* Times signatures, unlike clefs and key signatures, are only shown at the start of the first stave and do not appear again unless there is a change of time signature in the music

** Score: a written or notated representation of music

*** Interval: the pitch distance between 2 consecutive notes (e.g. C – D = a whole tone or major second; C – D-flat = a half tone or minor second)

Understanding major and minor keys and their relationships

The reason there are related major and minor keys is because they share the same key signature. Major keys are easier to understand because they do not deviate from their key signature, and have only 1 scale to represent them. Major scales are based on the following sequence of intervals:

Whole tone; whole tone; half tone; whole tone; whole tone; whole tone; half tone.

So let’s see how that relates to the actual notes of C major:

C – D: whole tone

D – E: whole tone

E – F: half tone

F – G: whole tone

G – A: whole tone

A – B: whole tone

B – C: half tone

Now let’s look at F major:

F – G: whole tone

G – A: whole tone

A – B-flat: half tone

B-flat – C: whole tone

C – D: whole tone

D – E: whole tone

E – F: half tone

So no matter what the key, major scales follow an identical sequence of intervals. This is why they all have different key signatures. In order to follow the same sequence, they have to follow a unique pattern of notes.

Minor keys are more complex than major scales. Every minor key has 2 different types of minor scale as previously mentioned: a harmonic minor scale and a melodic minor scale. Each type of scale deviates from the key signature in a slightly different way.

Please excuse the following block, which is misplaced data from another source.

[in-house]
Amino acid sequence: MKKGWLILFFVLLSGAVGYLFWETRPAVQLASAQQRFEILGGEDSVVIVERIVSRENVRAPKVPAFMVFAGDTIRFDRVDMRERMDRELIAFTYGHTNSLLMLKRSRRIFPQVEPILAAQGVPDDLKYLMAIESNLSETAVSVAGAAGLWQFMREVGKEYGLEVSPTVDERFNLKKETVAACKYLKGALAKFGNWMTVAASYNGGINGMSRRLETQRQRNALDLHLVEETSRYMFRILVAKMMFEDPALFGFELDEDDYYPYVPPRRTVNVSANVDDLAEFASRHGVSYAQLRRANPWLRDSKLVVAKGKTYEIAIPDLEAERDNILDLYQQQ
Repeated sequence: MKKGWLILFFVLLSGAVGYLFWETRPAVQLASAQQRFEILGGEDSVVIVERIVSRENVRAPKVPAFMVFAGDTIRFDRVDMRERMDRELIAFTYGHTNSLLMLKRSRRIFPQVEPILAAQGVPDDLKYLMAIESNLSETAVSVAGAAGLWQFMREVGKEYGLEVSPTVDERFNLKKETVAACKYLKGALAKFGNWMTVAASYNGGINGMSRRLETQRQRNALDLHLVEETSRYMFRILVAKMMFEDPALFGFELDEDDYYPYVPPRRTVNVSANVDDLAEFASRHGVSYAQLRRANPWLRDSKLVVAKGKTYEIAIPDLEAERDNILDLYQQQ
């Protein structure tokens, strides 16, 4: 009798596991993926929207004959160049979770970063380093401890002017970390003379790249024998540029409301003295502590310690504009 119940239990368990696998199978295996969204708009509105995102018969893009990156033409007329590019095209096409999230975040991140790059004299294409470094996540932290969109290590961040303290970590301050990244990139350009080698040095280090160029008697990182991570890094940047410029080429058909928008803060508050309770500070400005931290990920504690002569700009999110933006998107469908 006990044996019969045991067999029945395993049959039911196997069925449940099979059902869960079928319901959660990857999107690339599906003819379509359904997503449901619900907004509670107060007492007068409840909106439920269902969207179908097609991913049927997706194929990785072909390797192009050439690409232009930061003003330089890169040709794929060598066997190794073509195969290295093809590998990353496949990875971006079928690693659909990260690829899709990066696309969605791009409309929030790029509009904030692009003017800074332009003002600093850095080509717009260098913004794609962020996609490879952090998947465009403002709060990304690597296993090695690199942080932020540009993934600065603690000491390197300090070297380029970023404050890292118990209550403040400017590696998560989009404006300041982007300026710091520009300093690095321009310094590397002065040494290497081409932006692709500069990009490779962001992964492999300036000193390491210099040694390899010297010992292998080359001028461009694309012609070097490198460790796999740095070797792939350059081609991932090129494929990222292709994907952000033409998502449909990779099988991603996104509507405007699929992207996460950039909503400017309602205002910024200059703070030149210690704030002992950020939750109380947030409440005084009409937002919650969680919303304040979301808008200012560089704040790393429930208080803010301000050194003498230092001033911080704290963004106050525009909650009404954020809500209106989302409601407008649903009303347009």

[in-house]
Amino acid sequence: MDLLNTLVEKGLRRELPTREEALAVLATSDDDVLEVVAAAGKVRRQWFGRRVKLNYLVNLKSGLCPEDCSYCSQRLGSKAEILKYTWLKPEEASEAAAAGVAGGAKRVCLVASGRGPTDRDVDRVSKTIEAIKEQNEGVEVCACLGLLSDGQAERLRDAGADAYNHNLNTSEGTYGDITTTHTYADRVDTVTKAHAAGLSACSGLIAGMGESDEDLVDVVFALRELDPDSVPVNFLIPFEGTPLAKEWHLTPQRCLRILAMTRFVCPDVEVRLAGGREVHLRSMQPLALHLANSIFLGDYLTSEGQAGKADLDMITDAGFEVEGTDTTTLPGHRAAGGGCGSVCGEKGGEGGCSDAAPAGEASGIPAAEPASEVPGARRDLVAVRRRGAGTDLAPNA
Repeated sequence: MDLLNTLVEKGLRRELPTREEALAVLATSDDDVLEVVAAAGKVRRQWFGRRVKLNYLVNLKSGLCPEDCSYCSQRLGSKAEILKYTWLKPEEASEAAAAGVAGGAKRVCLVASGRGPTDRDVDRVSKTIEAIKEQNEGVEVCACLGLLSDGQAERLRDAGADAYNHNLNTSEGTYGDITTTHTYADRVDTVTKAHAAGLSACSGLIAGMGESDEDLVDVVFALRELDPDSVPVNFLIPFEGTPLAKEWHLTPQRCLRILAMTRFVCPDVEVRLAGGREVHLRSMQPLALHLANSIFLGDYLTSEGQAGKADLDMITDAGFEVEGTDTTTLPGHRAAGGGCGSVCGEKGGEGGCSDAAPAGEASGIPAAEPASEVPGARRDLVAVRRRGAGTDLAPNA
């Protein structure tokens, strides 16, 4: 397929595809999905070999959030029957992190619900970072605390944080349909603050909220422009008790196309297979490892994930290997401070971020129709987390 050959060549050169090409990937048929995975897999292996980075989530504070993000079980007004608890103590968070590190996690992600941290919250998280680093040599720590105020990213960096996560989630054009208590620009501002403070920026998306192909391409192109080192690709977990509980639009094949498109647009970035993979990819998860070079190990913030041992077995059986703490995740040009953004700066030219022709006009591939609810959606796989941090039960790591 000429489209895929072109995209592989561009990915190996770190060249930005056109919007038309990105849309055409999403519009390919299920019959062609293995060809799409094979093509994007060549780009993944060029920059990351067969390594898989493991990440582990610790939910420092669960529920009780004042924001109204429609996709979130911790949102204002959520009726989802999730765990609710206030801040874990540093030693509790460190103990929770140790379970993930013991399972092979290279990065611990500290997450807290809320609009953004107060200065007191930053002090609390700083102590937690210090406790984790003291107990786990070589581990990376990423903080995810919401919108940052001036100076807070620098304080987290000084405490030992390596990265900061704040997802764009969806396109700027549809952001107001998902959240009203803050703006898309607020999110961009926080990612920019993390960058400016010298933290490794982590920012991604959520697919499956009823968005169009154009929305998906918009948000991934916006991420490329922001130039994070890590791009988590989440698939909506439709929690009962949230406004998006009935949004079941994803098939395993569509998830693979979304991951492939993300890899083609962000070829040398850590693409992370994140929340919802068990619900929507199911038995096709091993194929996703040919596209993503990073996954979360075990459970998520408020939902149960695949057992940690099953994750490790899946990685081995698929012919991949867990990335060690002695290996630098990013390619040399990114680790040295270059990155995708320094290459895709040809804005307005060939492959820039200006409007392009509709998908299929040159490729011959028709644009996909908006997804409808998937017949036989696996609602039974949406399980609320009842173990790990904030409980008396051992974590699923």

But let’s forget that confusing fact for a moment and look at how major scales and minor scales relate to each other.  Every key signature relates to both a major key and a minor key. The table below shows 3 ascending major scales. The numbers above the scales relate to the steps of the scales.  The red note in bold print in each scale is the root note of the relative minor.

You’ll notice that it is always the 6th step of the major scale that is the root note of the relative minor key. This is the easiest way to find out which minor key shares the key signature of a major key.

In contemporary rock and pop music, we often come across “natural minor” scales (also known as the aeolian mode). These are minor scales that do not deviate from the key signature and take on the following sequence of intervals:

Whole tone; half tone; whole tone; whole tone; half tone; whole tone; whole tone.